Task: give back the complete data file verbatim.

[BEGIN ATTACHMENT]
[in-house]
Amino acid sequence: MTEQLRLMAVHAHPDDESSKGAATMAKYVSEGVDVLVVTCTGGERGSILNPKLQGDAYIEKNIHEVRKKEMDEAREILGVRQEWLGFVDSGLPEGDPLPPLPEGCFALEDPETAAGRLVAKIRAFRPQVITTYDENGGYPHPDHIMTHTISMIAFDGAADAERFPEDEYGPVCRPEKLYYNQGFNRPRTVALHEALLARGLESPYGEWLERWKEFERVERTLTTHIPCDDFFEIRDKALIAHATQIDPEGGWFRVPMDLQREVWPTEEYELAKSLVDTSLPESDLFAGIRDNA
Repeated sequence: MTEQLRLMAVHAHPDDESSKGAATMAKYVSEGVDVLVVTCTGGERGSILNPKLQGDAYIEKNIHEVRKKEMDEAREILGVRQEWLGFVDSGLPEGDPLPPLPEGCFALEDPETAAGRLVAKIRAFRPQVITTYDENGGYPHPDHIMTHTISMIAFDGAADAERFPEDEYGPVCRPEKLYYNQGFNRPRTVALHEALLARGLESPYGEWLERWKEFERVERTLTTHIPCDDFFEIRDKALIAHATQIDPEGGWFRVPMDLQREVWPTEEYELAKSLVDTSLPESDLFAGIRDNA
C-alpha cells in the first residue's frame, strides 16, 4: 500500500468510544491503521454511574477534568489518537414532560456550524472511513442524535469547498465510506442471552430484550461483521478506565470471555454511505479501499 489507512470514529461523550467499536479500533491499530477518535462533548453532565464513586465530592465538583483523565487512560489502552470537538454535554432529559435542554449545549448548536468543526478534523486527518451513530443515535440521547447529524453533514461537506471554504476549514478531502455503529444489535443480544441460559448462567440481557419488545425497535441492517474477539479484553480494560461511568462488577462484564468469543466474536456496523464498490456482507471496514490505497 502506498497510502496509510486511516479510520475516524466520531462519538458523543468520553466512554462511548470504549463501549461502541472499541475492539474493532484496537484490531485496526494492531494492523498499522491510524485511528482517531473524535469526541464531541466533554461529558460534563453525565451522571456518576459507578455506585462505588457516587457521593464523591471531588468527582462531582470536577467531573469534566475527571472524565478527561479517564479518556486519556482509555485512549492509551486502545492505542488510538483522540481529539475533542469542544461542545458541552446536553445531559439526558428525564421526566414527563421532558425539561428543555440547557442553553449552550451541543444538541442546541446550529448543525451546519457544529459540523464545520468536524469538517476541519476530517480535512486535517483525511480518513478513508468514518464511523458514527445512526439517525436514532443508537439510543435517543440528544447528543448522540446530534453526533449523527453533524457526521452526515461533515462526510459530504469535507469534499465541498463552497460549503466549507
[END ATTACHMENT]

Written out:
[in-house]
Amino acid sequence: MTEQLRLMAVHAHPDDESSKGAATMAKYVSEGVDVLVVTCTGGERGSILNPKLQGDAYIEKNIHEVRKKEMDEAREILGVRQEWLGFVDSGLPEGDPLPPLPEGCFALEDPETAAGRLVAKIRAFRPQVITTYDENGGYPHPDHIMTHTISMIAFDGAADAERFPEDEYGPVCRPEKLYYNQGFNRPRTVALHEALLARGLESPYGEWLERWKEFERVERTLTTHIPCDDFFEIRDKALIAHATQIDPEGGWFRVPMDLQREVWPTEEYELAKSLVDTSLPESDLFAGIRDNA
Repeated sequence: MTEQLRLMAVHAHPDDESSKGAATMAKYVSEGVDVLVVTCTGGERGSILNPKLQGDAYIEKNIHEVRKKEMDEAREILGVRQEWLGFVDSGLPEGDPLPPLPEGCFALEDPETAAGRLVAKIRAFRPQVITTYDENGGYPHPDHIMTHTISMIAFDGAADAERFPEDEYGPVCRPEKLYYNQGFNRPRTVALHEALLARGLESPYGEWLERWKEFERVERTLTTHIPCDDFFEIRDKALIAHATQIDPEGGWFRVPMDLQREVWPTEEYELAKSLVDTSLPESDLFAGIRDNA
C-alpha cells in the first residue's frame, strides 16, 4: 500500500468510544491503521454511574477534568489518537414532560456550524472511513442524535469547498465510506442471552430484550461483521478506565470471555454511505479501499 489507512470514529461523550467499536479500533491499530477518535462533548453532565464513586465530592465538583483523565487512560489502552470537538454535554432529559435542554449545549448548536468543526478534523486527518451513530443515535440521547447529524453533514461537506471554504476549514478531502455503529444489535443480544441460559448462567440481557419488545425497535441492517474477539479484553480494560461511568462488577462484564468469543466474536456496523464498490456482507471496514490505497 502506498497510502496509510486511516479510520475516524466520531462519538458523543468520553466512554462511548470504549463501549461502541472499541475492539474493532484496537484490531485496526494492531494492523498499522491510524485511528482517531473524535469526541464531541466533554461529558460534563453525565451522571456518576459507578455506585462505588457516587457521593464523591471531588468527582462531582470536577467531573469534566475527571472524565478527561479517564479518556486519556482509555485512549492509551486502545492505542488510538483522540481529539475533542469542544461542545458541552446536553445531559439526558428525564421526566414527563421532558425539561428543555440547557442553553449552550451541543444538541442546541446550529448543525451546519457544529459540523464545520468536524469538517476541519476530517480535512486535517483525511480518513478513508468514518464511523458514527445512526439517525436514532443508537439510543435517543440528544447528543448522540446530534453526533449523527453533524457526521452526515461533515462526510459530504469535507469534499465541498463552497460549503466549507